Sulfur bath

A pungent rotten egg smell, like the stink bombs we used to crush to spoil the music lessons of Mr. Vink, the last crusader at our high school, a shrill whistle of the harbour master in response to our entry and a sign at the entrance with bans for respectively anchoring, catamarans and ships longer than 47 feet: we have arrived in Methana Marina.

We almost immediately turn around again, because I don’t know exactly how long we want to stay. This is a private port and you have to know how long you want to stay, according to harbourmaster Marina. I feel like I’m back at school again, but this time as a student with fear of failure, eagerly searching for the right answer in my head that just won’t come to my mind. In the end we are allowed to stay for two to three days. We get a mooring line and help with mooring our Southern Cross 31, Coco. Nice boat, they say. I feel proud. We must be doing something right after all?

Methana, sulfur, marina, Methana _Marina, Southern_Cross,  gilmer
Coco in Methana Marina

There we are. In a sulfur bath filled with milk-colored, smelly water. It takes a while before we realize that we have had some kind of ‘luck’. All boats that arrive after us are resolutely sent away by Marina after her shrill whistle. The port is full. And private. This time, the information from the widely acclaimed and used ‘Greek Waters Pilot’ by Rod Heikell turns out to be less useful then Navily, an app about ports and anchorages filled with information provided by users themselves. There is another port in Methana, the ferry port, which is actually the only serious option to dock for passing yachts. Therefore it’s quite busy there, but of course not nearly as sheltered and special as our smelly Marina.

All berths are equipped with mooring lines. Hence the anchor ban. Handy of course, but in this case sulfuric water is the main reason. The sulphur affects the metal anchor chains. And not only that, we notice after a few days. All the bronze parts of our boat have also turned black, just like the top edge of our red antifouling. Sulfur also reacts with copper, a component of bronze. And apparently there isn’t only sulfur in the water, but also in the air. According to the internet it is called patination: chemically blackening copper using sulfur. The only problem is we didn’t ask for it.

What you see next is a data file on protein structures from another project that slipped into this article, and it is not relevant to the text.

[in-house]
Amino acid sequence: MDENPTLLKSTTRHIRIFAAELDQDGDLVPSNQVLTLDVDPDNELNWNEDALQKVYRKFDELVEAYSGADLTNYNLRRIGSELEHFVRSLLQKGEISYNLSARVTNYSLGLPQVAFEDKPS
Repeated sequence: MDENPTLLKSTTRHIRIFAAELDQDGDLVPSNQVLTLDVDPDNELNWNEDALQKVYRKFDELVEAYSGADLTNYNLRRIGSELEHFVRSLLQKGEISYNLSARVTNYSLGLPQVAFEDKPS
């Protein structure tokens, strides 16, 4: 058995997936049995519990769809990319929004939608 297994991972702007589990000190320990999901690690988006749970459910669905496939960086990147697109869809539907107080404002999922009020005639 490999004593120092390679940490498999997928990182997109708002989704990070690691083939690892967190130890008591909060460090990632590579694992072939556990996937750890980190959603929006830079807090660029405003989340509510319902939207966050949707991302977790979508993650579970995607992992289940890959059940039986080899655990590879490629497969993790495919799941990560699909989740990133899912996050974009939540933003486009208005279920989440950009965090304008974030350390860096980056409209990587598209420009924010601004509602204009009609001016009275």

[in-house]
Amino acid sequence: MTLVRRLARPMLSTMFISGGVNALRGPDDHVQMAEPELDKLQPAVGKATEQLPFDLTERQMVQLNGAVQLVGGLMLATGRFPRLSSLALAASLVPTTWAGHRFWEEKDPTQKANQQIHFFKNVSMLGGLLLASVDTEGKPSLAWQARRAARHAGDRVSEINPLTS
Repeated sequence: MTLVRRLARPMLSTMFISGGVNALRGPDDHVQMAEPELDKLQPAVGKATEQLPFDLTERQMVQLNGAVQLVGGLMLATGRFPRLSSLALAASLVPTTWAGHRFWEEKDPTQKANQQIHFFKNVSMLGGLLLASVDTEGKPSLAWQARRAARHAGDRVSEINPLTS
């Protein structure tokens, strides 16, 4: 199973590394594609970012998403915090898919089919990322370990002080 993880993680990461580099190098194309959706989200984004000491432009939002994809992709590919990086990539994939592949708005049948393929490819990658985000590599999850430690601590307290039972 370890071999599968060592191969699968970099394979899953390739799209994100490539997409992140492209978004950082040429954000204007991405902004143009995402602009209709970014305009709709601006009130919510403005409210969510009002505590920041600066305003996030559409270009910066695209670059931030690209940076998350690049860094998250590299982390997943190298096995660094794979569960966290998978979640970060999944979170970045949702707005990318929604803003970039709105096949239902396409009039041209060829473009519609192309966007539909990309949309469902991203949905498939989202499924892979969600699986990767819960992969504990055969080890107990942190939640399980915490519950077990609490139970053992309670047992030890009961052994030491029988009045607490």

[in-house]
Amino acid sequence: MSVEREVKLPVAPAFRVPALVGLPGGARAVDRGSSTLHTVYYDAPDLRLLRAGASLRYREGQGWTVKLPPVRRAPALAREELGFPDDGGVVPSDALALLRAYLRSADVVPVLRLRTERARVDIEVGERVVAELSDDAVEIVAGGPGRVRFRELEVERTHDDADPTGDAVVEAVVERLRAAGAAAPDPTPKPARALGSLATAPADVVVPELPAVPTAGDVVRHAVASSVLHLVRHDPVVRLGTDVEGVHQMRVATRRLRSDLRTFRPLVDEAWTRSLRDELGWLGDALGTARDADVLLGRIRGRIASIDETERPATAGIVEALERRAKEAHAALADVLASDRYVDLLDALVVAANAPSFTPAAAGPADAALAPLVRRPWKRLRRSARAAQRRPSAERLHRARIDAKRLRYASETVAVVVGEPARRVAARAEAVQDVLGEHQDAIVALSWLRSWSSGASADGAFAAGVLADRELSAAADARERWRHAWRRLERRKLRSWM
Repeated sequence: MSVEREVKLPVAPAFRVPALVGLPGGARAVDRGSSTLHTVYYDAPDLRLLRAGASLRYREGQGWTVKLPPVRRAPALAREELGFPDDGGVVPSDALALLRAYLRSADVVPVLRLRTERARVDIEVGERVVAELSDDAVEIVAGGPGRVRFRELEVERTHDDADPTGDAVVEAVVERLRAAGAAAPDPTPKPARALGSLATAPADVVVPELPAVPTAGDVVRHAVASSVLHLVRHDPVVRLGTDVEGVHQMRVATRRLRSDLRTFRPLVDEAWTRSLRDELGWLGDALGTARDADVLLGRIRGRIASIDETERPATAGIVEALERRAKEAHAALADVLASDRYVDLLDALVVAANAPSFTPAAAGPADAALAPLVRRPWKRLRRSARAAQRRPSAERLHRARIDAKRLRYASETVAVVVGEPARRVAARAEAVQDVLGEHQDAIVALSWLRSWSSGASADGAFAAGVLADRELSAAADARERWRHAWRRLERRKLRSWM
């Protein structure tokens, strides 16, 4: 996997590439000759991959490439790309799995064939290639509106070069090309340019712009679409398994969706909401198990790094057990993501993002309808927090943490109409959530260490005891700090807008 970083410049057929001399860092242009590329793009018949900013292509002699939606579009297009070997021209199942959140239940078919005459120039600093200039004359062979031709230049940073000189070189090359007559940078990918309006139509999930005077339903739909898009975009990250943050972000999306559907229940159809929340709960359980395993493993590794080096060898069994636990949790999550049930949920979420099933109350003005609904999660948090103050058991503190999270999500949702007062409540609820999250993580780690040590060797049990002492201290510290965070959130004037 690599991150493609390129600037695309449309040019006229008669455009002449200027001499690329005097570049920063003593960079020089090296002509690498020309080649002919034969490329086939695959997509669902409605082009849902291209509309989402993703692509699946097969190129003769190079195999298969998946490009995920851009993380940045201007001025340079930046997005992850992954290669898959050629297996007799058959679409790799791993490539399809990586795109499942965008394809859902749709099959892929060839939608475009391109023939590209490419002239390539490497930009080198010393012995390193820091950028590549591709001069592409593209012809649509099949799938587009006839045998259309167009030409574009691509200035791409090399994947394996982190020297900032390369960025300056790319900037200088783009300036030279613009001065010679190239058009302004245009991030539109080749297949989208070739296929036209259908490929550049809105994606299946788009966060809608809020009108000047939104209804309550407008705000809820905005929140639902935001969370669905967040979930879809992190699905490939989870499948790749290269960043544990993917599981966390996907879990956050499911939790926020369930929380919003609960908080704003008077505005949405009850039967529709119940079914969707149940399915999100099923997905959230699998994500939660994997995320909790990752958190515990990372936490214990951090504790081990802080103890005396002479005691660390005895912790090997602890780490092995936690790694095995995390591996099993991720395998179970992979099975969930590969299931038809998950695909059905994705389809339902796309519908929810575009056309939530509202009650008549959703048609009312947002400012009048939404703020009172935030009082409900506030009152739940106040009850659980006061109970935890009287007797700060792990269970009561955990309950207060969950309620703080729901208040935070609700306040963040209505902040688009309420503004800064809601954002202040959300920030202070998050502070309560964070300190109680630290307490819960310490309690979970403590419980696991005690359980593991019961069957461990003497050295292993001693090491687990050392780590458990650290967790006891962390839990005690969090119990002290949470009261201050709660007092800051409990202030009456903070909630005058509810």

Methana, spa, sulfur, sulfur lake
The spa and sulfur lake

Methana is located on the peninsula of the same name on the east side of the Peloponnese, which is entirely of volcanic origin. The hot springs with sulfur are a sign that there is still volcanic activity underground. Along the main road lies the neoclassical building of the spa with the sulfur lake in front of it. However, the building is closed and the first signs of decline are visible already. There is no longer a spa here. For those who appreciate it, there is a small bathing platform by the sea. The locals use it especially during the early evening hours. We also take a dip in the afternoon. The sulfur water is supposed to cure all kinds of ailments.

Methana, sulfur, spa
A dip in the sulfur sea

All in all, Methana is a remarkable place and a special experience. Sometimes I suddenly no longer smell the sulfur air. Habituation or temporarily driven away by the wind? Sometimes I wake up in the middle of a windless night and the unbearable smell almost makes me nauseous. I am reassured with the knowledge that people also live here and some liveaboards even seem to winter in the harbour, so probably it won’t be harmful.

Fortunately, you don’t have to go far to escape the smelly sulfur air. The pebble beach is right behind the outer harbour wall. There you can also find the smallest and cutest beach bar in all of Greece: the ‘Copacabana Bitch Bar’. Although in Greece you are never sure if it is really ment as a joke or just bad English spelling, with such a name it simply can’t go wrong. And then they also have very friendly service and ice cold beer …

Methana,  beach
Chilling at the Copocabana Bitch Bar

The sulfur harbour seems to be largely filled with fixed berths and therefore it is a haven of peace in the midst of the tourist high season. Since boat and crew now both have finished their sulfur bath, it is time to leave again three nights later. Or four days as Marina calculates the harbour fee. She writes her name and phone number on the bill and mentions she also has Whatsapp. That’s for free, she says with a big smile. We can always call her, but it will probably be fully booked in Methana Marina.

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